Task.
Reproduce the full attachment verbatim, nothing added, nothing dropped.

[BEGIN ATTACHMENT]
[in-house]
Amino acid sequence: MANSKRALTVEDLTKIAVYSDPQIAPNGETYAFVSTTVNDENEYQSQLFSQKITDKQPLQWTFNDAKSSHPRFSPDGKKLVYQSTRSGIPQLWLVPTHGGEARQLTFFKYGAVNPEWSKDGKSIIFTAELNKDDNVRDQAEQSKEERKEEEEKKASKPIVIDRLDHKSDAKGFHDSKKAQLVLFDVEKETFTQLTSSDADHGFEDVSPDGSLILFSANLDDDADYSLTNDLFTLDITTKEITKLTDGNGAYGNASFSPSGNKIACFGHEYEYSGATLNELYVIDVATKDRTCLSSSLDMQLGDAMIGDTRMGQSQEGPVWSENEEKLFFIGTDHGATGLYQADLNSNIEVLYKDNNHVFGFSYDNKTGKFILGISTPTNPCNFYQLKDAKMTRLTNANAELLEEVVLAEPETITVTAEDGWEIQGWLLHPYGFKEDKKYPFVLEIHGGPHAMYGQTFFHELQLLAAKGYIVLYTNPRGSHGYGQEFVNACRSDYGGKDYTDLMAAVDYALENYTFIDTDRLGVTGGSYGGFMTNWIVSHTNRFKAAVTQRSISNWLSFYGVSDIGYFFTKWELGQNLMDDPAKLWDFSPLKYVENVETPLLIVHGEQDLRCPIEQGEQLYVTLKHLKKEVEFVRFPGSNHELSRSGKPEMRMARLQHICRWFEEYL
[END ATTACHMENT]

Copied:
[in-house]
Amino acid sequence: MANSKRALTVEDLTKIAVYSDPQIAPNGETYAFVSTTVNDENEYQSQLFSQKITDKQPLQWTFNDAKSSHPRFSPDGKKLVYQSTRSGIPQLWLVPTHGGEARQLTFFKYGAVNPEWSKDGKSIIFTAELNKDDNVRDQAEQSKEERKEEEEKKASKPIVIDRLDHKSDAKGFHDSKKAQLVLFDVEKETFTQLTSSDADHGFEDVSPDGSLILFSANLDDDADYSLTNDLFTLDITTKEITKLTDGNGAYGNASFSPSGNKIACFGHEYEYSGATLNELYVIDVATKDRTCLSSSLDMQLGDAMIGDTRMGQSQEGPVWSENEEKLFFIGTDHGATGLYQADLNSNIEVLYKDNNHVFGFSYDNKTGKFILGISTPTNPCNFYQLKDAKMTRLTNANAELLEEVVLAEPETITVTAEDGWEIQGWLLHPYGFKEDKKYPFVLEIHGGPHAMYGQTFFHELQLLAAKGYIVLYTNPRGSHGYGQEFVNACRSDYGGKDYTDLMAAVDYALENYTFIDTDRLGVTGGSYGGFMTNWIVSHTNRFKAAVTQRSISNWLSFYGVSDIGYFFTKWELGQNLMDDPAKLWDFSPLKYVENVETPLLIVHGEQDLRCPIEQGEQLYVTLKHLKKEVEFVRFPGSNHELSRSGKPEMRMARLQHICRWFEEYL